The idea that human society can be compared to a single organism has a long pedigree, from Aristotle’s Politics to Hobbes Leviathan. Words such as “corporation” (derived from the Latin for “body”) and phrases such as “body politic” reveal how useful this comparison is.

Yet, the analogy is deeply ambivalent. It is alluring to be part of something larger than ourselves, with a higher purpose, to which we can both contribute and be nurtured by (like the UNION the Federalist Papers offered). But it is threatening to be expendable for the common good, like our bodies routinely sloughing off skin cells or citizens being compelled to fight wars for kings.

Either way, society as an organism is no longer just a metaphor. Everything that we call an organism is a highly cooperative society of lower-level elements, so much that we see the whole more than the parts. In modern evolutionary biology, the concepts of “society” and “organism” have truly merged.

This degree of cooperation requires mechanisms to suppress disruption from within, which are never completely effective. Even multicellular organisms, after hundreds of millions of years of natural selection, remain vulnerable to cancers that spread at the expense of the common good and ultimately lead to their own demise.  Indeed, our own destructive behaviors, which benefit lower-level units at the expense of the global common good, are the societal equivalent of cancer.

Can a human society be an organism in the benign sense while avoiding the dark side? Yes, and there’s an argument for why the human social organism must be that way. Biologists distinguish between two types of organism. In one type, called fraternal, the lower-level units are genetically highly related, such as the cells in our body. Highly self-sacrificial behaviors routinely evolve in these organisms, such as programmed cell death.

In the other type, called egalitarian, lower-level units are not necessarily genetically related. The only way for them to cooperate is to insure that the benefits and costs are fairly distributed. Nucleated cells evolved in this way—as symbiotic communities of unrelated bacterial cells. The genes in our bodies strictly regulate their expression for the common good and their fair transmission to the next generation. Biologists even call this regulation a “parliament of genes”.

The human social organism is of this variety. In our distant ancestors, the members of groups were not necessarily close kin. Productive cooperation depended upon being very good at enforcing fairness. That was the original human “Constitution”, which turned tiny groups of hunter-gatherers into UNIONS, capable of out-performing less cooperative groups or thriving better in harsh environments.

Nearly everything that is distinctively human is a form of cooperation made possible by enforced fairness.

But evolution doesn’t automatically make everything nice. Our fairness-enforcing moral instincts are adapted for small groups and can fail in larger groups. The suppression of disruptive self-serving behaviors is never complete. Leaders are prone to abuse their power. And cooperation within groups can become a form of collective selfishness in battles against other groups.

Ten thousand years of cultural evolution has impressively expanded the scale of human cooperation to levels that could not have been imagined by our distant ancestors. But that only expands the scale of destruction as nations, giant corporations, and other leviathans battle for dominance, heedless of their cancerous effects on the whole earth. Achieving the final rung of cooperation, a UNION that encompasses the whole world, will require becoming wise managers of cultural evolution.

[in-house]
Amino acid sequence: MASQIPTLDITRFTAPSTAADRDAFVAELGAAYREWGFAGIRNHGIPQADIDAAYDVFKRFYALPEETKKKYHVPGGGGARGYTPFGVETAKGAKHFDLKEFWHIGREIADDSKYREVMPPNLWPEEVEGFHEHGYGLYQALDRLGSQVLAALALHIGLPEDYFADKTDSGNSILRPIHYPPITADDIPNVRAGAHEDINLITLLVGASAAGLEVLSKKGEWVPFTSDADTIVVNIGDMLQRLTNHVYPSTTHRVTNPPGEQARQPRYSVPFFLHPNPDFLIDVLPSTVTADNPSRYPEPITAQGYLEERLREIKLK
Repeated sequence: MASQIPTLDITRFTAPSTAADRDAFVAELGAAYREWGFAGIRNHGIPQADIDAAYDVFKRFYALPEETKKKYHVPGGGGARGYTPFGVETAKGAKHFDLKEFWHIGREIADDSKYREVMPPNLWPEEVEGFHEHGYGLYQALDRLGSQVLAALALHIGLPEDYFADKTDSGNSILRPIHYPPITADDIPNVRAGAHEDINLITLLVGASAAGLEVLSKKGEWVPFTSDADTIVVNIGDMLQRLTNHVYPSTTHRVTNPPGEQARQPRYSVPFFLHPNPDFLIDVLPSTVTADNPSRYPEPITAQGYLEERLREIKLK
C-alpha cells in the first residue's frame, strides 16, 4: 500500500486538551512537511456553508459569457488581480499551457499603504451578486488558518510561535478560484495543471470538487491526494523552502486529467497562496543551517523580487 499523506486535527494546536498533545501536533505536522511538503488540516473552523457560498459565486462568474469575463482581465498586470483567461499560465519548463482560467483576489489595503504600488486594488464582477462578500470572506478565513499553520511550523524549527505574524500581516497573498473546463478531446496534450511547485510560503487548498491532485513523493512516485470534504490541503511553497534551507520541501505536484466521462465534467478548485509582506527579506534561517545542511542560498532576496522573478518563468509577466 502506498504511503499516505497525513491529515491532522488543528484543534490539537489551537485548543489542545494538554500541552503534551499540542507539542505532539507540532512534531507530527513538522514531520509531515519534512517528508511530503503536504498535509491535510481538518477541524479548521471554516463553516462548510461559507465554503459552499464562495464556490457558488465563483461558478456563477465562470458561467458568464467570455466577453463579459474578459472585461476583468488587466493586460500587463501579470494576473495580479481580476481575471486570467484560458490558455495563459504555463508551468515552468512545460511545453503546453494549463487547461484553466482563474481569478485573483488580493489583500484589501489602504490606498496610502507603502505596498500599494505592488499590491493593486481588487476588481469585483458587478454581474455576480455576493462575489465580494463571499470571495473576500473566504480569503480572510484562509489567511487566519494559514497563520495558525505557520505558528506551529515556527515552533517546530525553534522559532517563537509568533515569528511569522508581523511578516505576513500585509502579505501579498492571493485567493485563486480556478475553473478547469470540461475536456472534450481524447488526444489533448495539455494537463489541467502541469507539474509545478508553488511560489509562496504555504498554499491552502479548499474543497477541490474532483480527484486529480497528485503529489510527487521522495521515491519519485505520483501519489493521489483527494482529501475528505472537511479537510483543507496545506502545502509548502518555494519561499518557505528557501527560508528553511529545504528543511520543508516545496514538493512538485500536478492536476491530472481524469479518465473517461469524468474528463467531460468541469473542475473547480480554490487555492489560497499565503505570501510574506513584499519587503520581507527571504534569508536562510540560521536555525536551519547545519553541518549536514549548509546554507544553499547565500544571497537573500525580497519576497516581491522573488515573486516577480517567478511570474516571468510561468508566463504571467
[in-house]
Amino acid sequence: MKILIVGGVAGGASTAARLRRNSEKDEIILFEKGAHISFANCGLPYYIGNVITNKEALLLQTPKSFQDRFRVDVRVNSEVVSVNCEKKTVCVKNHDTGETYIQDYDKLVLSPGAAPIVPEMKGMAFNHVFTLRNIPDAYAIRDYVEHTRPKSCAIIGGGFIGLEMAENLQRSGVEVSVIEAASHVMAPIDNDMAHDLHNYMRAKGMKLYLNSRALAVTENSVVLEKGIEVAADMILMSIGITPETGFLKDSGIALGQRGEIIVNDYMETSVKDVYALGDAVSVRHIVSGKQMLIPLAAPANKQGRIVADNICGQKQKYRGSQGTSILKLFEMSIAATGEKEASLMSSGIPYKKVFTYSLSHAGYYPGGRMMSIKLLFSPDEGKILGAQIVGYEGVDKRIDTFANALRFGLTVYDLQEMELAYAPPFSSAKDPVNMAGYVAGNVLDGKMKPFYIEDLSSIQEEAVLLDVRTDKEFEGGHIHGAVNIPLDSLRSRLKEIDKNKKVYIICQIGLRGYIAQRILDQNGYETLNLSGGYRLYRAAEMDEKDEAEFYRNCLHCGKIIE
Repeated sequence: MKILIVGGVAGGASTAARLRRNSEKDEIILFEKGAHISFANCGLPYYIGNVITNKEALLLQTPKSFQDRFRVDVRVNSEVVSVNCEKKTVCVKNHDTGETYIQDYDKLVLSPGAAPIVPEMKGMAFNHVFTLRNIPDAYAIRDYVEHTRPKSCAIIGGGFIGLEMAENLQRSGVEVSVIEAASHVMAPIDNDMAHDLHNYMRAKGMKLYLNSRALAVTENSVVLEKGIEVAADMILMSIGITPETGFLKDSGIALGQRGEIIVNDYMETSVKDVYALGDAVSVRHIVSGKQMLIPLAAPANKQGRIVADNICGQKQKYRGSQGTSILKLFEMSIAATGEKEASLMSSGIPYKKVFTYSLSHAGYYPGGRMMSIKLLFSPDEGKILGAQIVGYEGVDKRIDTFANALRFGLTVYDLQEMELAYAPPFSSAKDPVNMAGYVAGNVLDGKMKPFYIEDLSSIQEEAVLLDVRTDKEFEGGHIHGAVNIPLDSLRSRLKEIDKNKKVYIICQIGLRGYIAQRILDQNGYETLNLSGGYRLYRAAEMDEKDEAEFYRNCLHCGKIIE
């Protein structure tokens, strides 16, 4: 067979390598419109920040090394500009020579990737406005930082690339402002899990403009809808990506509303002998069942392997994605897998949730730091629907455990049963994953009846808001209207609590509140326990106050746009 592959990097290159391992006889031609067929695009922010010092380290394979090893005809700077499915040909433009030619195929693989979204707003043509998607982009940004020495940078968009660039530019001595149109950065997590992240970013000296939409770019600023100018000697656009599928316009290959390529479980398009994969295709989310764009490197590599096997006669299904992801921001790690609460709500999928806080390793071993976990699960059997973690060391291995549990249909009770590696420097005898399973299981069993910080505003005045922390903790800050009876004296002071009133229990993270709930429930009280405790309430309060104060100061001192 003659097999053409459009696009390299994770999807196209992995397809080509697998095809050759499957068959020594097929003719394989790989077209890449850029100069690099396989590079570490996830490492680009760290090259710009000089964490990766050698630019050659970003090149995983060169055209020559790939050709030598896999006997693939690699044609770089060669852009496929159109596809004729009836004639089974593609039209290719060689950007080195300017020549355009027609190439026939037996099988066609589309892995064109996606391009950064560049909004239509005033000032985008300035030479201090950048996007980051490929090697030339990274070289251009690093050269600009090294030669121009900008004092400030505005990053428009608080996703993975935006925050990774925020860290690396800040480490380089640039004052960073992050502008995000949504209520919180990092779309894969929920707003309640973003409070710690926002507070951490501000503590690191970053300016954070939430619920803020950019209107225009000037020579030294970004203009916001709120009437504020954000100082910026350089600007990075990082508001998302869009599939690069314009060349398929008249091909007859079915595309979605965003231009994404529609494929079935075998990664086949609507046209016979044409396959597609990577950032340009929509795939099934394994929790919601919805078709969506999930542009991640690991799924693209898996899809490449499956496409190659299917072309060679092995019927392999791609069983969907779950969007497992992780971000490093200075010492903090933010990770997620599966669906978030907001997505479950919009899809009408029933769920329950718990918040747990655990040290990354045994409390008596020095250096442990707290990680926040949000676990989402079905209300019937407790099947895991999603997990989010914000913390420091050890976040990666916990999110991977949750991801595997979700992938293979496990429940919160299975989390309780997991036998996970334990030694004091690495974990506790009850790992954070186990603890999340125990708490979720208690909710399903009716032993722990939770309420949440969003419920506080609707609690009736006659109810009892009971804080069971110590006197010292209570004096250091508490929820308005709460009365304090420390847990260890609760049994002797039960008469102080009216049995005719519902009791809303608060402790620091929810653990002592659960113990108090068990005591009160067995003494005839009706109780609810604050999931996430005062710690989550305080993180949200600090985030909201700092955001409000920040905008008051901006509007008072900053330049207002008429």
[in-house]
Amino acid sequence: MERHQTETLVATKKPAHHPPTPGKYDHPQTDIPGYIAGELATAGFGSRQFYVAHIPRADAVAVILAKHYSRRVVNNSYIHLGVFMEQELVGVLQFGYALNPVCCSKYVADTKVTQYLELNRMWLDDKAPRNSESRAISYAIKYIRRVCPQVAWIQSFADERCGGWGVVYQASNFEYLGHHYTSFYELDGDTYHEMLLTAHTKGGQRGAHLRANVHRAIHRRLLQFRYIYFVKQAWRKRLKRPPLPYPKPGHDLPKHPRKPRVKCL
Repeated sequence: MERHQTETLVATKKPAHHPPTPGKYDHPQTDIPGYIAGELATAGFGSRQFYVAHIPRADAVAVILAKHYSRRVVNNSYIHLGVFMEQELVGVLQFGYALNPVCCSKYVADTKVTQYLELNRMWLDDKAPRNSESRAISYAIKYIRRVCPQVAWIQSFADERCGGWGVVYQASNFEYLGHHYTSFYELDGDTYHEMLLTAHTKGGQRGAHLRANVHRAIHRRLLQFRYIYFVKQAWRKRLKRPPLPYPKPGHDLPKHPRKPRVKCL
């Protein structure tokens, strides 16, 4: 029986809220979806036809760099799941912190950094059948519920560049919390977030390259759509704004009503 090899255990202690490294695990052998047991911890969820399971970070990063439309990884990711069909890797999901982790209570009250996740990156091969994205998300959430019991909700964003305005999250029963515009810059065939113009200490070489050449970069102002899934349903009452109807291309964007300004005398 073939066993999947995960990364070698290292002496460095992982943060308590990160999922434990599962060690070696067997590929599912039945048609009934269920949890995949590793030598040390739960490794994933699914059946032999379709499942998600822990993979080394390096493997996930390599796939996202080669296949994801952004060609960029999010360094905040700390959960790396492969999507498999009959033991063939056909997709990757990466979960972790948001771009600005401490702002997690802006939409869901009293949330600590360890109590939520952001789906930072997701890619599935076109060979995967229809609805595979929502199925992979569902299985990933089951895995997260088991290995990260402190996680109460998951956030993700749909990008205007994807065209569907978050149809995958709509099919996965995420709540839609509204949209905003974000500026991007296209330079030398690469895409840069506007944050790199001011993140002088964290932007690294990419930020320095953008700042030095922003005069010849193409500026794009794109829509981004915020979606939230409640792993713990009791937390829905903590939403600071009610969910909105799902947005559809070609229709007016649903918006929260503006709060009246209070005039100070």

Read the full series “Darwinizing the Federalist Papers” below:

  1. Preamble
  2. On the Origin of Socialist Darwinism
  3. More Perfect UNIONS Must Regulate Their Parts
  4. The Human Social Organism and a Parliament of Genes
  5. Morality Regulates Our Social Physiology
  6. The Darwinian ‘Struggle for Existence’ is Really About Balance

Image: “Human Hive” by Julia Suits

Published On: July 25, 2019

Publius

Publius

In the spirit of the Federalist Papers, Publius is a collective pseudonym for the group of people organizing this collection of essays.

One Comment

  • Steve Davis says:

    A parliament of genes?

    Come on now.

    This excellent series of articles will not be helped by borrowing meaningless throwaway lines from a dreamer with a tenuous hold on reality. More to the point, Hamilton’s work was prompted by his fascination with eugenics and served the cause of individualism; it had nothing in common with these articles.

    Here’s the context of Hamilton’s babbling; “First, there had come the realisation that the genome wasn’t the monolithic data bank plus executive team devoted to one project – keeping oneself alive, having babies – that I had hitherto imagined it to be. Instead, it was beginning to seem more a company boardroom, a theatre for a power struggle of egotists and factions. I was having to imagine, in parallel with others, a kind of parliament of the genes ..My own conscious and seemingly indivisible self was turning out far from what I had imagined…I was an ambassador ordered abroad by some fragile coalition, a bearer of conflicting orders from the uneasy masters of a divided empire…As I write these words, even so as to be able to write them, I am pretending to a unity that, deep inside myself, I know does not exist.”

    And that’s just the tip of the iceberg.

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